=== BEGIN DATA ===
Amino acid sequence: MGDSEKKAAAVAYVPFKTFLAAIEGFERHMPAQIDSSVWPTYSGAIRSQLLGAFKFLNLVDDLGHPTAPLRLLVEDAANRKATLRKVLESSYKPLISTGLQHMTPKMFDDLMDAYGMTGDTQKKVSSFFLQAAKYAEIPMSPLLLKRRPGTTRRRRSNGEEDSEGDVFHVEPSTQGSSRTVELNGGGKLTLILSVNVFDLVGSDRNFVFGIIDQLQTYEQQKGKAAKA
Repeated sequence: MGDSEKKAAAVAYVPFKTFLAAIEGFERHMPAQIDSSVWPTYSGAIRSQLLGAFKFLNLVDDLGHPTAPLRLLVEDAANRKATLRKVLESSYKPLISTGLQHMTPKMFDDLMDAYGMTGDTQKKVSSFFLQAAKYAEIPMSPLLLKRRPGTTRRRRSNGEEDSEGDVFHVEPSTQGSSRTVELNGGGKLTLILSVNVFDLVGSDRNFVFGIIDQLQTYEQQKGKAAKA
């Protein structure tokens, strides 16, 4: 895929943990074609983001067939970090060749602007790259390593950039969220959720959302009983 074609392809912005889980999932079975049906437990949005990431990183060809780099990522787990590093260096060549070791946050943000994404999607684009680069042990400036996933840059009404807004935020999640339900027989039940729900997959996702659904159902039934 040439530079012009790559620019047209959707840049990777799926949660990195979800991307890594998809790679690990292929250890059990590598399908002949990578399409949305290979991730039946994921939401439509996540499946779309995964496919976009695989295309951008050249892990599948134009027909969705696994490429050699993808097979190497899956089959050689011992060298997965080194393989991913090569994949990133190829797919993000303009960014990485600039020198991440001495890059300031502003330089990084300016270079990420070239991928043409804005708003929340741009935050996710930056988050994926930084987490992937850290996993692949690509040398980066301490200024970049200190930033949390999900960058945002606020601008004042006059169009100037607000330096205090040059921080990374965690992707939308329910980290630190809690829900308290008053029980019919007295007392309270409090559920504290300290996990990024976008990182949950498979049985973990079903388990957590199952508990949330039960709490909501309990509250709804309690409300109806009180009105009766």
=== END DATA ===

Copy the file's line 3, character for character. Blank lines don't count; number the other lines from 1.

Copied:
């Protein structure tokens, strides 16, 4: 895929943990074609983001067939970090060749602007790259390593950039969220959720959302009983 074609392809912005889980999932079975049906437990949005990431990183060809780099990522787990590093260096060549070791946050943000994404999607684009680069042990400036996933840059009404807004935020999640339900027989039940729900997959996702659904159902039934 040439530079012009790559620019047209959707840049990777799926949660990195979800991307890594998809790679690990292929250890059990590598399908002949990578399409949305290979991730039946994921939401439509996540499946779309995964496919976009695989295309951008050249892990599948134009027909969705696994490429050699993808097979190497899956089959050689011992060298997965080194393989991913090569994949990133190829797919993000303009960014990485600039020198991440001495890059300031502003330089990084300016270079990420070239991928043409804005708003929340741009935050996710930056988050994926930084987490992937850290996993692949690509040398980066301490200024970049200190930033949390999900960058945002606020601008004042006059169009100037607000330096205090040059921080990374965690992707939308329910980290630190809690829900308290008053029980019919007295007392309270409090559920504290300290996990990024976008990182949950498979049985973990079903388990957590199952508990949330039960709490909501309990509250709804309690409300109806009180009105009766």